Thursday, September 12, 2013

Practicing Democracy

Quakers bring skills from their professional lives to the life of their Meeting.  At the start of a recent meeting the clerk said "I'd like to start this call by..." and then self-corrected (this wasn't a conference call).  Another committee member started talking about the integrity of "the firm" as she's a lawyer at work or in some such professional practice.

The profile of a typical Quaker some hundred plus years ago, might be "slave owning businessman" with a conflicted conscience.  The anti-slavery movement was strong in England right from the get go.  And yet where did Jesus ever come out against "slavery"?  We talk about "human trafficking" today which should alert the more sensitive that we're in stormy waters:  the meaning is in the usage pattern, less so in the "word itself" (whatever that means).  "Slavery" is alive and well today (unfortunately) but goes by different monikers.

The profile of a typical Quaker today might be more "social worker" or perhaps "school teacher".  We have become less of an entrepreneurial class, charged with running big institutions, and now frequent the world of "nonprofits" and "NGOs".  That was my professional sphere, starting with CUE, though also Project VOTE! (Americans for Civic Participation, 501(c)(3)) before that.  Then I became a self-employed entrepreneur (1990) with Dawn (we created DWA, like a law firm) but we both continued to serve the same clientele:  the non-profits of Greater Portland (and beyond -- e.g. Clackamas and Washington counties).  We had a business license and everything (DWA was literally a "partnership" in IRS jargon, filing a 1065 every year, Dawn the experienced bookkeeper of the two).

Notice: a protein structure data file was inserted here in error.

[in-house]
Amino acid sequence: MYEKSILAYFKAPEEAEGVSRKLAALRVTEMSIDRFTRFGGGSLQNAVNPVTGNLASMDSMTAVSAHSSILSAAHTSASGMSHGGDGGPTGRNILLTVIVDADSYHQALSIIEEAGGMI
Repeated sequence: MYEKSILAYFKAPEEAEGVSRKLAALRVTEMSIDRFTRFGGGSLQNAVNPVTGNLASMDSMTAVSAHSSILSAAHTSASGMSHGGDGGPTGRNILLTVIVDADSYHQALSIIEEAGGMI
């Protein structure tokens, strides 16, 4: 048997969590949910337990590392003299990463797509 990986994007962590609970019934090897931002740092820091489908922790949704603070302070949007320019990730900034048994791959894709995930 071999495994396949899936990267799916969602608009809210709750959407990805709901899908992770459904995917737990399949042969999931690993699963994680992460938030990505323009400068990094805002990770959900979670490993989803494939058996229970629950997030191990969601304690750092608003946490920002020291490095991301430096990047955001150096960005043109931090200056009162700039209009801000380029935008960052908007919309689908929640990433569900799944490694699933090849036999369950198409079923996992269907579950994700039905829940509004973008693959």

Our Quaker Meetings are a lot like theme parks, like Oaks Park.   The committees are the rides.  In joining the life of a Meeting, you get to "simulate democracy" by involving yourself in a business process that's probably not run like your place of work is run.  Lots more rotation.  Lots more volunteerism.  The metaphysics is not particularly money-focused but there is a focus on paying the bills and planning for the future.  Whatever it's like "at work", here you get to play on Quaker-designed "monkey-bars" and that may stimulate fantasies of a future utopia in which more of the world works by these principles. 

Serving on Oversight is like riding the ferris wheel (the Big O):  you get the great overview.  Birth, marriage, death -- it's all there in microcosm.  Go on and go off, then go on again.  That's what I've been doing (going off in 2014).

Just got a call from The Open Bastion.  One of the interns has found a new job and we're taking her out to lunch to celebrate.  She was recruited from Code Scouts as I recall, a nonprofit Michelle manages.  My daughter interned here this summer, earning her keep in helping to scout out sponsorships for Djangocon.  So there's a lot of continuity in what I do, even though I'm more the standard for-profit sector worker in 2013, with DWA retired as a partnership (my wife died of IBC).  My level of volunteerism is still high.  Food Not Bombs.  Quakers.  AFSC.

The conspiracy (a weak one) to rebrand Oversight Committee as Pastoral Care Committee within NPYM has something to do with the trend towards Pastoral / Protestant Christianity more generally, among more reactionary older groups, mostly grays, like me.  The gist is "Oversight" and "Overseer" sound "too severe" or even "slave owny".  To me, it's a deliberate shying away from plain speech in favor of corporate "word-smithing".  Protestant Christians are spiritually immature (witness the Baptists of Buckman).

Fortunately, Quakerism is no longer completely controlled by the exclusively Christian among us, so we have some stronger overeers than you'd likely find among average Xtians of more mediocre faith.  Quakerism stands well-protected against too much dumbing down I'd hazard.  We must remain vigilant.